Recently there has been a lot of talk about short-term fasting for weight loss. More specifically, intermittent fasting, when you eat your daily calories in a compressed period of time in one day. An 18:6 means you eat for 6 hours and fast for 18 hours. A 20:4 means you eat for 4 hours and fast for 20 hours. There are other variations, like alternate day fasts but the key is to find one that suits you. When the bulk of your fasting takes place while you sleep, it is easier to build into your life.

Personal Experience

I find the 18:6 fits well with my lifestyle. I start eating at 12 mid-day and finish at 6pm. I usually do it Monday to Wednesday. You can drink water, tea, coffee and herbal teas during the fast period without adding sugar or milk. I am in maintenance now as you all will be, when you finish the weight-loss phase.  I usually allow myself to eat when and what I fancy over the weekend, then do an 18:6 Monday to Wednesday. I tried a 3 day fast once, just to see how it felt. Religious fasts/pilgrims mention feelings of euphoria. I definitely did not feel that, I hated it and would not recommend it. The rebound to eating more food than normal, when you come off a 3 day + fast, leads to weight-gain. In addition, hunger is a stressor and we know that the stress hormone cortisol, increases blood sugars and fats which we want to avoid.

So what are the Benefits?

Fasting turns on autophagy. In this process the body starts a good clean-up of damaged cells and old fragments of viruses and bacteria, helping to eliminate them. The liver appears to benefit the most. As we age and our body is not as regenerative as it used to be, fasting can help. It may protect us from degenerative diseases. 

For weight-loss, it is brilliant in my experience and clients report the same. It helps to reduce cravings as you adapt to fasting. Give yourself time to adapt to it. We often eat out of habit or boredom rather than hunger. When you are not eating, your body is using its own stored fuel (your fat cells). We burn calories when we sleep (our Basel metabolic rate) and even more when we move.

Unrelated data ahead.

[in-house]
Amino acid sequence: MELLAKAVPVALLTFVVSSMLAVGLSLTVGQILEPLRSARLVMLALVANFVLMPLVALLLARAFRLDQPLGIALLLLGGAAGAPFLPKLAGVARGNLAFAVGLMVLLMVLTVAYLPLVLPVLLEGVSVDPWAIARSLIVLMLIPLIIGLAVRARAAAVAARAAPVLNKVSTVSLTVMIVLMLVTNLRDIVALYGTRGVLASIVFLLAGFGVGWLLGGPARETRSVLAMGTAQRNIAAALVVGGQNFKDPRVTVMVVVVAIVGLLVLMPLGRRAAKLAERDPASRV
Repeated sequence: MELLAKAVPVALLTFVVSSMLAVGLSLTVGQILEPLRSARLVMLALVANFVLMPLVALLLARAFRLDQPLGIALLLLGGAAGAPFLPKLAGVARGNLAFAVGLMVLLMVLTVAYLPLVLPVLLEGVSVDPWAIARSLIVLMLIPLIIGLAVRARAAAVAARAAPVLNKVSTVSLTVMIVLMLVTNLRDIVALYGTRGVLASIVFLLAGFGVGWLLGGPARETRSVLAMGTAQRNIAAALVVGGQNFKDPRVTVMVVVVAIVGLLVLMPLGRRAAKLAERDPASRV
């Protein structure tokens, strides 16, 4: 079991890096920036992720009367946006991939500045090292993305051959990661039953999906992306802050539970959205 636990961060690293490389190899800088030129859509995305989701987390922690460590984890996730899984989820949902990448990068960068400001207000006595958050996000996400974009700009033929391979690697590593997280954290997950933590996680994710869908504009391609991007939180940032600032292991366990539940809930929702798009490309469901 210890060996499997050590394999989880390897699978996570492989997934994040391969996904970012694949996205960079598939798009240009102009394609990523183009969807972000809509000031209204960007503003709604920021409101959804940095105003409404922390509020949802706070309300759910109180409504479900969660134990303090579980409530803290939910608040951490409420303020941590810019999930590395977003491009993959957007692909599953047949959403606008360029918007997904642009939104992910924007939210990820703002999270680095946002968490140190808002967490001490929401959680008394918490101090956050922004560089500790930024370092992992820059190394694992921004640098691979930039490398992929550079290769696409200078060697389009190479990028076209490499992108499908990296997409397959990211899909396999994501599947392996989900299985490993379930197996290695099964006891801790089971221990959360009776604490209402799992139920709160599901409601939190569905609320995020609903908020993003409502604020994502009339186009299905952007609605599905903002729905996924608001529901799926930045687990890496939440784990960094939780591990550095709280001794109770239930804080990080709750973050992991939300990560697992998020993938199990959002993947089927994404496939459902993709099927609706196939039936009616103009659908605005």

Christiaan Leeuwenburgh, Professor & Chief, Division of Biology of Aging at the University of Florida has studied this for years and he is worth a listen to. Here is a good short You Tube video explaining autophagy

So How Long do we fast?

What I was curious about is how we know when autophagy is turned on in our bodies or how long we need to fast to experience autophagy. Are there markers in bloods that tell you the clean-up has started? Yes, there are markers but it is a complicated area and I was looking for the short answer. Having read around the subject, a fast of 16 hours + starts off the process. Practically, 16 hours is achievable and 18 hours is even better. I am recommending the 18:6,  fast for 18 hours and eat within a 6 hour window in one day.

I deliver a presentation to clients about inflammation, oxidative stress and in these presentations, I highlight the foods that provide you with protective nutrients – flavonoids, carotenoids, Vitamin A,C,E.  Eating these and fasting 18:6 is a double whammy protection. I also include recipes like the cacao breakfast shake, colourful salads, berries so that you are eating these antioxidant protective nutrients. 

It’s never just one thing, is it?

Good sleep, stress reduction, exercise and dietary antioxidants all promote autophagy combined with a reduction in calories. I promote herbal teas at night. I suggest not eating late, this helps better sleep. I encourage exercise after week 3 of the programme as most people have mastered food by then. I encourage venturing out into nature for walks, cycles and good chats. All of these factors are as important as fasting. 

This is a lifestyle change and it is multi-faceted. If we try to change everything at once, it can be just too much, so start small. The same applies to fasting. Try one day of fasting for 18 hours then try it again next week. See how you feel after it. Allow your mind and body to adapt. If it does not suit you, that is fine. You are doing enough.

Note: This article only applies to clients where I have taken a medication and health history. Fasting may not suit some people on medication.

For those who like science, there are 2 proteins that control autophagy –

  1.  Target of Rapamycin (mTOR) 
  2. Adenosine 5’-monophosphate-activated kinase (AMPK).

 mTOR is activated by you eating (growth signals, insulin and nutrients) and inhibits autophagy. AMPK senses low levels of energy (you fasting for 18 to 20 hours) and inhibits mTOR which leads to an increased activation of autophagy  There is another protein called LC3-II, and the presence of this protein confirms autophagy is taking place. P62 is another marker that can be assessed to see if autophagy is increasing or decreasing

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